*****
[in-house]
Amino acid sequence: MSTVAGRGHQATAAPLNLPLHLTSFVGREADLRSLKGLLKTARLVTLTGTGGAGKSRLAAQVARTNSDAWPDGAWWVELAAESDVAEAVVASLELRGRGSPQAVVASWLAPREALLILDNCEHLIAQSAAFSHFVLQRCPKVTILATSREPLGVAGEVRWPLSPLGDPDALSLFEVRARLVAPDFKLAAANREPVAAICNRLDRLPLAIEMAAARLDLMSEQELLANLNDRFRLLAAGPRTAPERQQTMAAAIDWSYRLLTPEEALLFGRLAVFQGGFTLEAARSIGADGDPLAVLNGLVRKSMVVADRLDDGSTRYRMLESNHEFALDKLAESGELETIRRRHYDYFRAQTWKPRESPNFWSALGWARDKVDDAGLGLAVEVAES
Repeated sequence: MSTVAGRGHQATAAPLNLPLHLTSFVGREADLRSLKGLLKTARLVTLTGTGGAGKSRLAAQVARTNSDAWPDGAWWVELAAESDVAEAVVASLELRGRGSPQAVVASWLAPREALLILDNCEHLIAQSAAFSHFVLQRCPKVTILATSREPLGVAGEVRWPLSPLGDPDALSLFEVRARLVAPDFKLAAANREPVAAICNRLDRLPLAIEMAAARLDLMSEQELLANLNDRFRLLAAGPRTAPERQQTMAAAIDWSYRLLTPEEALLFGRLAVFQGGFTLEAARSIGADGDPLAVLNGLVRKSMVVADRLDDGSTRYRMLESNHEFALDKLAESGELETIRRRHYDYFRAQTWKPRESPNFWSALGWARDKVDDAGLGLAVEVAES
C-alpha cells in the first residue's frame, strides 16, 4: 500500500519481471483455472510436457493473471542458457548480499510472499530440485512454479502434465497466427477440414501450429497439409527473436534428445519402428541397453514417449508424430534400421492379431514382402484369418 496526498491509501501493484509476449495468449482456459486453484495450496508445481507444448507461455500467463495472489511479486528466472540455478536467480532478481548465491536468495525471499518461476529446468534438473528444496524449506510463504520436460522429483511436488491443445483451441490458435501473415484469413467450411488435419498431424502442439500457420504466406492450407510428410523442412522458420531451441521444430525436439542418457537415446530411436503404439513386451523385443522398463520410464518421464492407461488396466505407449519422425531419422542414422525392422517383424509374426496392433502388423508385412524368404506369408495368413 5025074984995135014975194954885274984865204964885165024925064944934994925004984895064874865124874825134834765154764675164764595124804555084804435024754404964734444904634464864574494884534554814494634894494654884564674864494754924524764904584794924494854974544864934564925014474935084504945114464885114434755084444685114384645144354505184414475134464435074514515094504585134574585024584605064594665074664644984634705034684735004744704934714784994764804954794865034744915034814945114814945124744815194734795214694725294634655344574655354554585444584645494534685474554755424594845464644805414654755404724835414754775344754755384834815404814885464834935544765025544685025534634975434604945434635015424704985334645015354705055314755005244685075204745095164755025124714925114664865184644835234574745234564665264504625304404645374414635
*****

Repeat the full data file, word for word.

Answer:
[in-house]
Amino acid sequence: MSTVAGRGHQATAAPLNLPLHLTSFVGREADLRSLKGLLKTARLVTLTGTGGAGKSRLAAQVARTNSDAWPDGAWWVELAAESDVAEAVVASLELRGRGSPQAVVASWLAPREALLILDNCEHLIAQSAAFSHFVLQRCPKVTILATSREPLGVAGEVRWPLSPLGDPDALSLFEVRARLVAPDFKLAAANREPVAAICNRLDRLPLAIEMAAARLDLMSEQELLANLNDRFRLLAAGPRTAPERQQTMAAAIDWSYRLLTPEEALLFGRLAVFQGGFTLEAARSIGADGDPLAVLNGLVRKSMVVADRLDDGSTRYRMLESNHEFALDKLAESGELETIRRRHYDYFRAQTWKPRESPNFWSALGWARDKVDDAGLGLAVEVAES
Repeated sequence: MSTVAGRGHQATAAPLNLPLHLTSFVGREADLRSLKGLLKTARLVTLTGTGGAGKSRLAAQVARTNSDAWPDGAWWVELAAESDVAEAVVASLELRGRGSPQAVVASWLAPREALLILDNCEHLIAQSAAFSHFVLQRCPKVTILATSREPLGVAGEVRWPLSPLGDPDALSLFEVRARLVAPDFKLAAANREPVAAICNRLDRLPLAIEMAAARLDLMSEQELLANLNDRFRLLAAGPRTAPERQQTMAAAIDWSYRLLTPEEALLFGRLAVFQGGFTLEAARSIGADGDPLAVLNGLVRKSMVVADRLDDGSTRYRMLESNHEFALDKLAESGELETIRRRHYDYFRAQTWKPRESPNFWSALGWARDKVDDAGLGLAVEVAES
C-alpha cells in the first residue's frame, strides 16, 4: 500500500519481471483455472510436457493473471542458457548480499510472499530440485512454479502434465497466427477440414501450429497439409527473436534428445519402428541397453514417449508424430534400421492379431514382402484369418 496526498491509501501493484509476449495468449482456459486453484495450496508445481507444448507461455500467463495472489511479486528466472540455478536467480532478481548465491536468495525471499518461476529446468534438473528444496524449506510463504520436460522429483511436488491443445483451441490458435501473415484469413467450411488435419498431424502442439500457420504466406492450407510428410523442412522458420531451441521444430525436439542418457537415446530411436503404439513386451523385443522398463520410464518421464492407461488396466505407449519422425531419422542414422525392422517383424509374426496392433502388423508385412524368404506369408495368413 5025074984995135014975194954885274984865204964885165024925064944934994925004984895064874865124874825134834765154764675164764595124804555084804435024754404964734444904634464864574494884534554814494634894494654884564674864494754924524764904584794924494854974544864934564925014474935084504945114464885114434755084444685114384645144354505184414475134464435074514515094504585134574585024584605064594665074664644984634705034684735004744704934714784994764804954794865034744915034814945114814945124744815194734795214694725294634655344574655354554585444584645494534685474554755424594845464644805414654755404724835414754775344754755384834815404814885464834935544765025544685025534634975434604945434635015424704985334645015354705055314755005244685075204745095164755025124714925114664865184644835234574745234564665264504625304404645374414635